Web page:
And the gerbera daisies continue to add a bit fo color to the garden.

And, of course, there are still plenty of pansies and violas.

Lots of pansies.

And violas.

And more violas.

And mixed pansies and violas.

The herb feverfew is in bloom. It is a medicinal herb and the name tells you what it was traditionally used for. Personally, I just enjoy the little blooms.

The Cape honeysuckle is always knocked back by the mildest of freezing temperatures, but so far there's been nothing to discourage it and it blooms on.

I had hoped my daffodils and snowdrops might have been in bloom by now, but no such luck. Maybe by February.

I hope your January garden is thriving. I look forward to visiting it. Don't forget to visit our host, Carol of May Dreams Gardens, to see a list of all the gardens participating this month.

Happy Bloom Day!

Past Tense by Lee Child: A review

Lee Child is now up to number 23 in his Jack Reacher saga. I've previously read four of the books, the first three plus number 14. I'm never going to read the other eighteen in order to get to Past Tense, so I've utterly given up on my rule of reading series books in order. Life is too short.

But I'd heard some good things about this latest one and I needed a non-demanding read as a palate cleanser so I decided to go with it.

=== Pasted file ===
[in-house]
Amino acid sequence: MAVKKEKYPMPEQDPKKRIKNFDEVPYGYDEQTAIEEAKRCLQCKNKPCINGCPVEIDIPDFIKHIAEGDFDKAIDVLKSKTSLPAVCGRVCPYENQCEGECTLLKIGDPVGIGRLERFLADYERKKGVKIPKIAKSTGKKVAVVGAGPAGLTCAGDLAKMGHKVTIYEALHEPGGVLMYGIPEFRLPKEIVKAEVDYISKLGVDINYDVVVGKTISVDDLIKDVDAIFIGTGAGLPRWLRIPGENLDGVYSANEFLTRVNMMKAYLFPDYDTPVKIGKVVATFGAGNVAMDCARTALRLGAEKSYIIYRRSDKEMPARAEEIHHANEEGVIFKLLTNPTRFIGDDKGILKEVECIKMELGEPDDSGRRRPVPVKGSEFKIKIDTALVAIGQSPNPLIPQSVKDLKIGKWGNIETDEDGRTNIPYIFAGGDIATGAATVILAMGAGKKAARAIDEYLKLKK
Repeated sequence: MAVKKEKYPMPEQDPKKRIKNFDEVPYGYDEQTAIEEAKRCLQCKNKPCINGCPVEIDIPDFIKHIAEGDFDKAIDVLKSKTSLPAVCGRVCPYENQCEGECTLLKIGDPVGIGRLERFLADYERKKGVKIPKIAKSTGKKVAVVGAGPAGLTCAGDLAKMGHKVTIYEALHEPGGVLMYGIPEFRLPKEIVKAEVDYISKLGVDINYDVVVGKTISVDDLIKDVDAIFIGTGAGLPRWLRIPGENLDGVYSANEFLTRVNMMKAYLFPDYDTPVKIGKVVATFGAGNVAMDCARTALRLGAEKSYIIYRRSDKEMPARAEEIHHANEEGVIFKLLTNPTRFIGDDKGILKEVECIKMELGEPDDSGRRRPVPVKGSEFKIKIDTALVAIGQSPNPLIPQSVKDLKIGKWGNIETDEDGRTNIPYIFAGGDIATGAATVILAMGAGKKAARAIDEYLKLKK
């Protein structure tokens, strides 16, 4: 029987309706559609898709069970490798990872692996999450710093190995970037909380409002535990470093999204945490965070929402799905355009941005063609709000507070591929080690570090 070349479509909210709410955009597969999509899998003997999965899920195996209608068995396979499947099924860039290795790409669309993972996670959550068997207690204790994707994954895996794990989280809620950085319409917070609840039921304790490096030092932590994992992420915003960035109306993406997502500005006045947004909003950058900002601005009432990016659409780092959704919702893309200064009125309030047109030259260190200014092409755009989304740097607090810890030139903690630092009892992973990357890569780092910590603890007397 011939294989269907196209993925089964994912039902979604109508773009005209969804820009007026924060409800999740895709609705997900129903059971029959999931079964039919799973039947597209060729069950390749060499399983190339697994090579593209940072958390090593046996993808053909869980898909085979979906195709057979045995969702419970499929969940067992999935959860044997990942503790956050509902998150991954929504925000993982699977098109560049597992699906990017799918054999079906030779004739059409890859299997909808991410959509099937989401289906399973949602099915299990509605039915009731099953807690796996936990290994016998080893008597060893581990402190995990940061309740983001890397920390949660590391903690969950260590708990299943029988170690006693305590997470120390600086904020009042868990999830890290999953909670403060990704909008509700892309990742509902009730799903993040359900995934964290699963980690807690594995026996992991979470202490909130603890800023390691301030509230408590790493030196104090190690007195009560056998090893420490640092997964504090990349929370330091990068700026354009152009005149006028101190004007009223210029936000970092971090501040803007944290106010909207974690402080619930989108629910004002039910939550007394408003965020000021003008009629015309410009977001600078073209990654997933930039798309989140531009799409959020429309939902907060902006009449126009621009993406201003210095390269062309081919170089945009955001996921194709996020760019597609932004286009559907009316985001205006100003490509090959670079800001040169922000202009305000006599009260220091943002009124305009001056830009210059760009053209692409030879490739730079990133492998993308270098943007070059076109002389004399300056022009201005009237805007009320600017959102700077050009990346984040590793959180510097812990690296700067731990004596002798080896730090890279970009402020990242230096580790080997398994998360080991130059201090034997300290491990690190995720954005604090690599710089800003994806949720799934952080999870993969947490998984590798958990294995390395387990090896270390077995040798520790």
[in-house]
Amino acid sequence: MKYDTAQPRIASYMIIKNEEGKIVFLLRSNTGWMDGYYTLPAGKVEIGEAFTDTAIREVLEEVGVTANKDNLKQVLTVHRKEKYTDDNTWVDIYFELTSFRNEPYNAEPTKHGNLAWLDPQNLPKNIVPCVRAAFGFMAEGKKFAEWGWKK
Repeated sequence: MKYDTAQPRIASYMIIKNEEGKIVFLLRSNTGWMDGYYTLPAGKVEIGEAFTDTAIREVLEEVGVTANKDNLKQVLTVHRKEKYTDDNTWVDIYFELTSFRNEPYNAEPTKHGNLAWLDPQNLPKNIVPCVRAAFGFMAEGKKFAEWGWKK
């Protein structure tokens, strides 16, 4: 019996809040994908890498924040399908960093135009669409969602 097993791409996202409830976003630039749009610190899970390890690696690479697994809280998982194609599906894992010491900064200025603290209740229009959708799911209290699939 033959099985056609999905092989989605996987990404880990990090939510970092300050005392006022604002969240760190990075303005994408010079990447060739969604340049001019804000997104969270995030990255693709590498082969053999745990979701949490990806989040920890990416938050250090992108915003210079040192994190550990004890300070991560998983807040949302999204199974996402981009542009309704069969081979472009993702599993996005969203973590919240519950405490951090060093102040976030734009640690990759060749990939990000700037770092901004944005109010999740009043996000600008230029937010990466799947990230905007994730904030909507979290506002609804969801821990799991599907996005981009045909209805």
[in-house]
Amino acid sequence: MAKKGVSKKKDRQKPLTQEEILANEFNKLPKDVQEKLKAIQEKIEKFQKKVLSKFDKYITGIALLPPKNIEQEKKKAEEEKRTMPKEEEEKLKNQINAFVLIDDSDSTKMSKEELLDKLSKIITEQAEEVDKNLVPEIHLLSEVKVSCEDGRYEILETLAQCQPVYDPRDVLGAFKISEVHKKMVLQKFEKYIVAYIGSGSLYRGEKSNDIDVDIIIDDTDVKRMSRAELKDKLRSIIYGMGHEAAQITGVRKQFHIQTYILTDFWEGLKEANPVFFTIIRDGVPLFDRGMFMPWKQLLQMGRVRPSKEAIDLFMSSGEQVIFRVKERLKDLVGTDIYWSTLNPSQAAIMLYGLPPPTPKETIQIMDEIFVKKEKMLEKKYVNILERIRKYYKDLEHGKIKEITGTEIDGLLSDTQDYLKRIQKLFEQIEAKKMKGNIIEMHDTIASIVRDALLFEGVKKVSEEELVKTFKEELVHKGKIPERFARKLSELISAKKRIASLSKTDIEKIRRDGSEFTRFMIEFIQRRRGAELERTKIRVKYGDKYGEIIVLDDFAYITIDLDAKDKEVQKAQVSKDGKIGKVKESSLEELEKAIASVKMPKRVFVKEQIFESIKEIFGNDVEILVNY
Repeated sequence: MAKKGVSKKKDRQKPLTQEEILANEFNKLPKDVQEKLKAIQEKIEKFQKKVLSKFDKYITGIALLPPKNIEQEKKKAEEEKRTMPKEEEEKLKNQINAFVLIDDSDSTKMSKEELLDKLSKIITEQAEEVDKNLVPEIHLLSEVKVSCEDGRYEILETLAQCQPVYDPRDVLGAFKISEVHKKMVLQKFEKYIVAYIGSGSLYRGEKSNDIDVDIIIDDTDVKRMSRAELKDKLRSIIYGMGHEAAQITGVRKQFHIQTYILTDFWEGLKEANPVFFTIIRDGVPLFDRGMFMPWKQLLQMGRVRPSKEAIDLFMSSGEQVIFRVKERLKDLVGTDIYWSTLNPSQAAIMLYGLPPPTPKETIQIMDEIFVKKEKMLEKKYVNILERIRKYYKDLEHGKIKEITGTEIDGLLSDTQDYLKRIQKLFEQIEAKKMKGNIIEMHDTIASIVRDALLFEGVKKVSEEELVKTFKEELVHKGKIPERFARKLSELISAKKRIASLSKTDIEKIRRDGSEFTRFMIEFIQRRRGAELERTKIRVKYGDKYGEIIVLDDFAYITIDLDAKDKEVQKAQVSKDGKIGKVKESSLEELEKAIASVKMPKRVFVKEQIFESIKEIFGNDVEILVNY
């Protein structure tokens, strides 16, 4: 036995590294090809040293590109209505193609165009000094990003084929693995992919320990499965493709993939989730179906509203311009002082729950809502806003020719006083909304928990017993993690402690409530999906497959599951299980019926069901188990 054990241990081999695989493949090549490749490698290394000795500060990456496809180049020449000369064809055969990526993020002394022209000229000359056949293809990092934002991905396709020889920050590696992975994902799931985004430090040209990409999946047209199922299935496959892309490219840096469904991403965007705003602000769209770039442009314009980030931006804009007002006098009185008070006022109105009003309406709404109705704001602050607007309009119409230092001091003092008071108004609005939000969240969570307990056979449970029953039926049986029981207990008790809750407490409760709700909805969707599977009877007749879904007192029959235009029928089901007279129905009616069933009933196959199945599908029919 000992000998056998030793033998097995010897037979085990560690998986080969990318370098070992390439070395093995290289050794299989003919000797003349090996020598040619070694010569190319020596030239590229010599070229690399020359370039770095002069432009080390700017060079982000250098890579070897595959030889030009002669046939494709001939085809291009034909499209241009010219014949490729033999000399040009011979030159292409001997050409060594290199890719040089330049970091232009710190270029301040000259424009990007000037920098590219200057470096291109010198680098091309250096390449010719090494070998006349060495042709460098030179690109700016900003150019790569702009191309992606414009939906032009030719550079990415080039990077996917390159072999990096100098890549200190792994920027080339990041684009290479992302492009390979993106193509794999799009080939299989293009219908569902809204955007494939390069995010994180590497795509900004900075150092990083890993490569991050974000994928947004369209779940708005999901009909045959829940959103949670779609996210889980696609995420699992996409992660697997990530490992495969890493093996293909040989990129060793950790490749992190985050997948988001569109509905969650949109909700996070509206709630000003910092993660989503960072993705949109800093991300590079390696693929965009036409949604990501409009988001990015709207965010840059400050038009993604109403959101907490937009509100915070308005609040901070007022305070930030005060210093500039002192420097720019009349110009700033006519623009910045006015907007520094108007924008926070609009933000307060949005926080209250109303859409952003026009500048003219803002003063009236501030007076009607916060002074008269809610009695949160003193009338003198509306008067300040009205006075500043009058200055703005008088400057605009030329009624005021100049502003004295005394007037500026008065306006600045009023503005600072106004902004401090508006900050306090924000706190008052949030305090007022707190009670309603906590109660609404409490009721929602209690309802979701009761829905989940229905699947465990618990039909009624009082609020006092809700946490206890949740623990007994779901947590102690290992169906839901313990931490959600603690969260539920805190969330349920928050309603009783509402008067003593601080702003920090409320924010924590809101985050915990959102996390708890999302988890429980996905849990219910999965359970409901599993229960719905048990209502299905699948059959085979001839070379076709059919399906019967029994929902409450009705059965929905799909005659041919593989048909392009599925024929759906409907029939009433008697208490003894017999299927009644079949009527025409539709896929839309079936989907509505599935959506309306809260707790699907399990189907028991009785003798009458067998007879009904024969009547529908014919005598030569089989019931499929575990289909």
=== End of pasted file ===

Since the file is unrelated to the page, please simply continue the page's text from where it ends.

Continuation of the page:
As in all the books (I guess), we find Jack Reacher on the road and on the move. This time he's starting out in Maine and his destination is San Diego, but on a whim, he decides to go through Laconia, New Hampshire. The town was where his father was born and grew up and he's never seen it. He researches the town records, with help from a city employee, to find where the Reachers might have lived and heads out to find the site and walk the ground where his forebears lived.

Meantime, in another part of the county, a young Canadian couple is also on the move, headed to New York. But their vehicle is about to quit on them and they look for a place to spend the night. They find an out-of-the-way - WAY out-of-the-way - motel. It might as well have a sign out front saying "Bates Motel." They check in, but will they ever check out?